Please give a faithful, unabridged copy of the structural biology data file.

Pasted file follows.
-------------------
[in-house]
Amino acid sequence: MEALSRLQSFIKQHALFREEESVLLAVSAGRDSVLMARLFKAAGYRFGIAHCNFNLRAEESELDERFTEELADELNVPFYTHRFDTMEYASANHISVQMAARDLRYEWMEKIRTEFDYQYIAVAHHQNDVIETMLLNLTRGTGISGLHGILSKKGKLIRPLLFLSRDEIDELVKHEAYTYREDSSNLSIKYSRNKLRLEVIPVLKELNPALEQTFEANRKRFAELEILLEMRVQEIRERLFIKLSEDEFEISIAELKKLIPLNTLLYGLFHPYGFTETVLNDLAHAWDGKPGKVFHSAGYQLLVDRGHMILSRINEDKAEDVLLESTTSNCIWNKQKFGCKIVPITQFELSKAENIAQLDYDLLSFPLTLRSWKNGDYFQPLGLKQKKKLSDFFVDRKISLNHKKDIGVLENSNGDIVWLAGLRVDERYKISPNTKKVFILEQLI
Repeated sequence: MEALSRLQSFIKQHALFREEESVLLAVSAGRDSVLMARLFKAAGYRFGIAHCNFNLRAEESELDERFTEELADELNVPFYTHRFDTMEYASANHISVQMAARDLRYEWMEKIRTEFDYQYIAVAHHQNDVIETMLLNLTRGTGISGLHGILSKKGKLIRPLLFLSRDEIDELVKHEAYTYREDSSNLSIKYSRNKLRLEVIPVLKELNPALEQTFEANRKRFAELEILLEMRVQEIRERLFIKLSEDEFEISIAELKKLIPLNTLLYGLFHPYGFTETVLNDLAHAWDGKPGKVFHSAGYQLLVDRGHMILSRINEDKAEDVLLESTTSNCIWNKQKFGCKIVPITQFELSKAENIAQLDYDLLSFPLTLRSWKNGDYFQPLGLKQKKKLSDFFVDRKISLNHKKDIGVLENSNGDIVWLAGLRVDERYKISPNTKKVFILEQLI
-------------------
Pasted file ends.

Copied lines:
[in-house]
Amino acid sequence: MEALSRLQSFIKQHALFREEESVLLAVSAGRDSVLMARLFKAAGYRFGIAHCNFNLRAEESELDERFTEELADELNVPFYTHRFDTMEYASANHISVQMAARDLRYEWMEKIRTEFDYQYIAVAHHQNDVIETMLLNLTRGTGISGLHGILSKKGKLIRPLLFLSRDEIDELVKHEAYTYREDSSNLSIKYSRNKLRLEVIPVLKELNPALEQTFEANRKRFAELEILLEMRVQEIRERLFIKLSEDEFEISIAELKKLIPLNTLLYGLFHPYGFTETVLNDLAHAWDGKPGKVFHSAGYQLLVDRGHMILSRINEDKAEDVLLESTTSNCIWNKQKFGCKIVPITQFELSKAENIAQLDYDLLSFPLTLRSWKNGDYFQPLGLKQKKKLSDFFVDRKISLNHKKDIGVLENSNGDIVWLAGLRVDERYKISPNTKKVFILEQLI
Repeated sequence: MEALSRLQSFIKQHALFREEESVLLAVSAGRDSVLMARLFKAAGYRFGIAHCNFNLRAEESELDERFTEELADELNVPFYTHRFDTMEYASANHISVQMAARDLRYEWMEKIRTEFDYQYIAVAHHQNDVIETMLLNLTRGTGISGLHGILSKKGKLIRPLLFLSRDEIDELVKHEAYTYREDSSNLSIKYSRNKLRLEVIPVLKELNPALEQTFEANRKRFAELEILLEMRVQEIRERLFIKLSEDEFEISIAELKKLIPLNTLLYGLFHPYGFTETVLNDLAHAWDGKPGKVFHSAGYQLLVDRGHMILSRINEDKAEDVLLESTTSNCIWNKQKFGCKIVPITQFELSKAENIAQLDYDLLSFPLTLRSWKNGDYFQPLGLKQKKKLSDFFVDRKISLNHKKDIGVLENSNGDIVWLAGLRVDERYKISPNTKKVFILEQLI